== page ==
Wiley's lawyer responded that this particular lawsuit didn't pose those questions.

Justice Anthony Kennedy took issue with that answer. "You're aware of the fact that if we write an opinion with the… rule  that you propose, that we should, as a matter of common sense, ask about the consequences of that rule," he said.

The court is expected to issue a decision by next June.



4 comments about "Supreme Court Considers Rights To Resell Copyrighted Products".
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  1. Chuck Lantz from, network, October 30, 2012 at 8:13 p.m.

    If Wiley prevails, one way around not having the legal right to resell such items might be simply to rent or lease them, for a one-time payment, ... forever. And if that loophole is addressed in the ruling, there's always "suggested donation" and the old standby, "shipping and handling."

  2. Nicole Phillips from Abornewords, October 31, 2012 at 5:48 a.m.

    Who knew that Copyright Laws would stretch so deep? First, the case itself is not going to get the attention of a large portion of the population. Resellers are conducting business in a variety of ways on a local level. For instance, newspaper ads, paid and free postings, listing products for resale. Additionally, garage sales, thrift shops, and consignment stores. A lot of consumers live for those. Even if there is a win that favors Publisher John Wiley and Sons, it will be hard to enforce on local levels and very costly to do so. At auction and digitally, Etsy Stores, EBay, and Amazon may be affected more by the decision. However, smart marketing and clever pricing strategies will keep Amazon thriving in the digital world. Major manufacturers still look to sites like Amazon to increase product awareness and draw in t hose extra consumer dollars that may not be coming in at storefront locations. There is money still to be made. The case is really not a big deal.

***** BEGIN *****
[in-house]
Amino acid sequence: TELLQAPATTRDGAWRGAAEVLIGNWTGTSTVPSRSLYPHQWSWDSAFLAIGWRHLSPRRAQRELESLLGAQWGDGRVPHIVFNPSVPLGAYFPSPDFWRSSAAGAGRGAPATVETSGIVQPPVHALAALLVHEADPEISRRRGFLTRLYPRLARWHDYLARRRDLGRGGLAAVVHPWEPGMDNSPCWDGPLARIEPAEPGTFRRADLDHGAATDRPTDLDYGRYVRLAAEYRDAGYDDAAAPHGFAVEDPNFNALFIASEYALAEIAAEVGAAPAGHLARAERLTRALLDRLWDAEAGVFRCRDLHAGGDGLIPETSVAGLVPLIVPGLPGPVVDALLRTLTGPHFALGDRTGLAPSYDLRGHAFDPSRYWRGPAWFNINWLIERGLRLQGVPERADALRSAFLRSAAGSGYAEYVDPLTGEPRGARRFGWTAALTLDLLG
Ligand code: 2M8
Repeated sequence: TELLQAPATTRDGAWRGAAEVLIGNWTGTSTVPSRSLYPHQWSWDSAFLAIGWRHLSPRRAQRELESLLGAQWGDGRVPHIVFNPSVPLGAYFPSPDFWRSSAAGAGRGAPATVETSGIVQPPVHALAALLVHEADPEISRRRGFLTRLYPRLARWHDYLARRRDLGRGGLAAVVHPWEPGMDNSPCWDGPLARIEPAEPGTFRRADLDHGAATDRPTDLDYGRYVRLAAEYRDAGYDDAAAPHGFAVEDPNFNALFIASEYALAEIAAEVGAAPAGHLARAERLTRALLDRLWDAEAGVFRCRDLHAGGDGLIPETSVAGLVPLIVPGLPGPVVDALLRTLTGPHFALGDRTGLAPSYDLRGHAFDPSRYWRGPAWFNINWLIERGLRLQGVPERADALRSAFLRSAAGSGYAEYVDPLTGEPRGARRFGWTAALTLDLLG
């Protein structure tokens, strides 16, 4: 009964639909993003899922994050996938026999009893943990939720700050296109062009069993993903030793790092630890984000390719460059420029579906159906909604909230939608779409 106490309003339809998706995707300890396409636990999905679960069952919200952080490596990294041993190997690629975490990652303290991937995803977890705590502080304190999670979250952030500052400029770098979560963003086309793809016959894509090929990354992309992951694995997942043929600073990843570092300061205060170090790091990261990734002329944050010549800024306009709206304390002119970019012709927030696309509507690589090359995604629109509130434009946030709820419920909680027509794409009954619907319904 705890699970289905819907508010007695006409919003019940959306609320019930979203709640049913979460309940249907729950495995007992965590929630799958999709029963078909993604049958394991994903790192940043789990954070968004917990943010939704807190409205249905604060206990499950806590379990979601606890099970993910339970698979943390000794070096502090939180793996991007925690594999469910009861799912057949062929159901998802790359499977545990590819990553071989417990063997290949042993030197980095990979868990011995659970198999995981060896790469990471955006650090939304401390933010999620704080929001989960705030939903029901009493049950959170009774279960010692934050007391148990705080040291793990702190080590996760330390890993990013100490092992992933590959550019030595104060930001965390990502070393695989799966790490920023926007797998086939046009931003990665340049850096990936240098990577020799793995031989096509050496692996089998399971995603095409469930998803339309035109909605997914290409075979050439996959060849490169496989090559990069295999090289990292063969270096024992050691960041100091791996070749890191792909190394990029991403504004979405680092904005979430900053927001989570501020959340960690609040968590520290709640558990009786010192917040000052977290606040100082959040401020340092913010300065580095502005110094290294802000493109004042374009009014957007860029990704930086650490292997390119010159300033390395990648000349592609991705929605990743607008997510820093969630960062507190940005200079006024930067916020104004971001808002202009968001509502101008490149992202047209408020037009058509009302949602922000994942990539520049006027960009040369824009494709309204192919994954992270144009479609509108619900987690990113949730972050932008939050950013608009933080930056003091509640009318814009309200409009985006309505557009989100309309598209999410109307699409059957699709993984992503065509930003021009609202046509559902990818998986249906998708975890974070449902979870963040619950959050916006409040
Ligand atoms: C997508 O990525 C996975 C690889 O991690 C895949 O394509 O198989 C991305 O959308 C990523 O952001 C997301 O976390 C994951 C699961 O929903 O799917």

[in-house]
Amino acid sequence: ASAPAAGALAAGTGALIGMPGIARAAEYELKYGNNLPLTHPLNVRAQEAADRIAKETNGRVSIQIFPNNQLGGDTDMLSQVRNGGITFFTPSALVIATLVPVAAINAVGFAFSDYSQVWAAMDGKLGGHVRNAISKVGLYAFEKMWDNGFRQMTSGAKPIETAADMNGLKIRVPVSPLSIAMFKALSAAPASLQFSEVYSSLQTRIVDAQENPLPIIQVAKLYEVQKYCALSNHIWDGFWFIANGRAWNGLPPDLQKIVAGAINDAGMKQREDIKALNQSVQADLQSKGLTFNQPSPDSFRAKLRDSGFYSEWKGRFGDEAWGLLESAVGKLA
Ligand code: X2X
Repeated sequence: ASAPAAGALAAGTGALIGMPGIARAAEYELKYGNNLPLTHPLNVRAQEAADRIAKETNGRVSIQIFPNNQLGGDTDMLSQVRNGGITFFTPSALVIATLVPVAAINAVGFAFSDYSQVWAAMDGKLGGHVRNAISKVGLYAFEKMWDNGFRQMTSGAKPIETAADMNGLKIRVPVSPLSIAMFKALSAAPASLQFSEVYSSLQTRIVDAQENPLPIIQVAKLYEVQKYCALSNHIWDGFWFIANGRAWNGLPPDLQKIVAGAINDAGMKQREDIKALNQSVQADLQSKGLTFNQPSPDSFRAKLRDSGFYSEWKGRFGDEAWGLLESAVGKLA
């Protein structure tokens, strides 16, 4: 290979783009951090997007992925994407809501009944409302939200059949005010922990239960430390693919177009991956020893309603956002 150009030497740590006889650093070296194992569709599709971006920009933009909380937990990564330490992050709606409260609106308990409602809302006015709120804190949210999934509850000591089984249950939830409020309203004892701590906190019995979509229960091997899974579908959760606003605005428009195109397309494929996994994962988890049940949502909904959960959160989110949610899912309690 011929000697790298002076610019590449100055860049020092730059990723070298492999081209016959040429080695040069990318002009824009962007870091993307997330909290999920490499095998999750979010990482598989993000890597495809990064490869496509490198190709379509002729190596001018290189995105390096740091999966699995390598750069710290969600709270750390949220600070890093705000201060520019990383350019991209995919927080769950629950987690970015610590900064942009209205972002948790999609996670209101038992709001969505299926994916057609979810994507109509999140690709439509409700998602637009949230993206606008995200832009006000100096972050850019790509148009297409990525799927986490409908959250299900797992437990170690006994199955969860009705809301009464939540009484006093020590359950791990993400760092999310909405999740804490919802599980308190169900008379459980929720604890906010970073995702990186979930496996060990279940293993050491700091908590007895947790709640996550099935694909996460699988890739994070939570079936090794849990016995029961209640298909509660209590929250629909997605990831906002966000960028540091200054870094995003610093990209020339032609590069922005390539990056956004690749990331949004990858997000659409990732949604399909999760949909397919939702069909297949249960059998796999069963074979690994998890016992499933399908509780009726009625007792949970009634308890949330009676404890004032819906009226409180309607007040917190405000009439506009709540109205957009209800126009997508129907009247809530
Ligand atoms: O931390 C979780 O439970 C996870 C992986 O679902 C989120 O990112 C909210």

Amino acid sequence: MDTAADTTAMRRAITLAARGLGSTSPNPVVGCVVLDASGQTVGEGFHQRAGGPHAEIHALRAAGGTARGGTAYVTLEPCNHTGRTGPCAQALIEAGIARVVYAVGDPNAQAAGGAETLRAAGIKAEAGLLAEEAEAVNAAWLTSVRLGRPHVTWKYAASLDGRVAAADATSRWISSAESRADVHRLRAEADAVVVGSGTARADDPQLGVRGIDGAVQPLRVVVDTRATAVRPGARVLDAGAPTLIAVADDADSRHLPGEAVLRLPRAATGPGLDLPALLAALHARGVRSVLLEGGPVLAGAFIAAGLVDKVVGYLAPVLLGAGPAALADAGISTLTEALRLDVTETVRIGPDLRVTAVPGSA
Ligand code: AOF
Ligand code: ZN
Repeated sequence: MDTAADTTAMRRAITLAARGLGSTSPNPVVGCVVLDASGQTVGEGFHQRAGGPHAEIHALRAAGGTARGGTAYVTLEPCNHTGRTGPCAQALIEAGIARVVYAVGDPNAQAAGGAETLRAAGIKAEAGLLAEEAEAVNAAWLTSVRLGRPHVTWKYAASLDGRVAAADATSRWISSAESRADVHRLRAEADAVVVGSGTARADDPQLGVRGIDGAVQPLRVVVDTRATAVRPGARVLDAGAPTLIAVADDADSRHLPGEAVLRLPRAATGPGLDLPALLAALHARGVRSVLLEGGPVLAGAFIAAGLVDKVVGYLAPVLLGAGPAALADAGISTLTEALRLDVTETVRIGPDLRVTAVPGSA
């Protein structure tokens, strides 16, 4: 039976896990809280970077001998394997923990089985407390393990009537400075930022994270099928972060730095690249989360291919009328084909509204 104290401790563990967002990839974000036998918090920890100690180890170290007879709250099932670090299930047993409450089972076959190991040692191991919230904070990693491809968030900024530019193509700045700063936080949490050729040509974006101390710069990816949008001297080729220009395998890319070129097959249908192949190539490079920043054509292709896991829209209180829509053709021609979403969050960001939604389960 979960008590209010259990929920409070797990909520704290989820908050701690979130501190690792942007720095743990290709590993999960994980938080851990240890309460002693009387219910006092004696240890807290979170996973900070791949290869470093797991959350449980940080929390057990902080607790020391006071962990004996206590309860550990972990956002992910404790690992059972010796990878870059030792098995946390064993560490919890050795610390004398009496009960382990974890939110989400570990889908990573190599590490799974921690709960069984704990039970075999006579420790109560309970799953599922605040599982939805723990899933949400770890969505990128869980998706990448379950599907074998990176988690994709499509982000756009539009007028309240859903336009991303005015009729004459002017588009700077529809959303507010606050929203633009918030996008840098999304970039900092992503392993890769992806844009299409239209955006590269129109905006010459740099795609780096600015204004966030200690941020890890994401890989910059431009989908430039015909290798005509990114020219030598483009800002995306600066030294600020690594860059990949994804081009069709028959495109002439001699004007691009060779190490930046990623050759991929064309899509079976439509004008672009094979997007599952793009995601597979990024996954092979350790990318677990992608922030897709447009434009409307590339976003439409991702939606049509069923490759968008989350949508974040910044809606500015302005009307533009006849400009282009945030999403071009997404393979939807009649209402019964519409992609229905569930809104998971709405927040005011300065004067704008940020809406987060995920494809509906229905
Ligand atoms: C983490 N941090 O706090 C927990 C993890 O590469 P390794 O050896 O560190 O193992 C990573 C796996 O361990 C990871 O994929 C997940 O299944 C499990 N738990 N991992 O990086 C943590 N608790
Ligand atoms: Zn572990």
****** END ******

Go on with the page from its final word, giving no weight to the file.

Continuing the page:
3. Pete Austin from Fresh Relevance, October 31, 2012 at 6:57 a.m.

    @Chuck: he case seems to cover renting and leasing, in addition to ordinary selling. @Nicole: it's a huge deal because it could basically ban a huge amount of commerce, including the examples you mention. The problem is that a lot of people are involved in producing even simple things, so there would be no practical way to get permission from every copyright holder involved. IANAL so here's a link:$63_billion_copyright_question/

  4. Theresa M. Moore from Antellus, October 31, 2012 at 3:48 p.m.

    Unfortunately that is already been played out in real life, in that Amazon considers the content posted for sales as its "property" to dispose of how it wishes, not the copyright holder. I have already had a shakedown artist steal the content I had posted in the form of an ebook and then have the item blocked, claiming that I owed him money. Consequently, I have closed my Amazon account and forwarded his email to the FBI. Scofflaws be warned.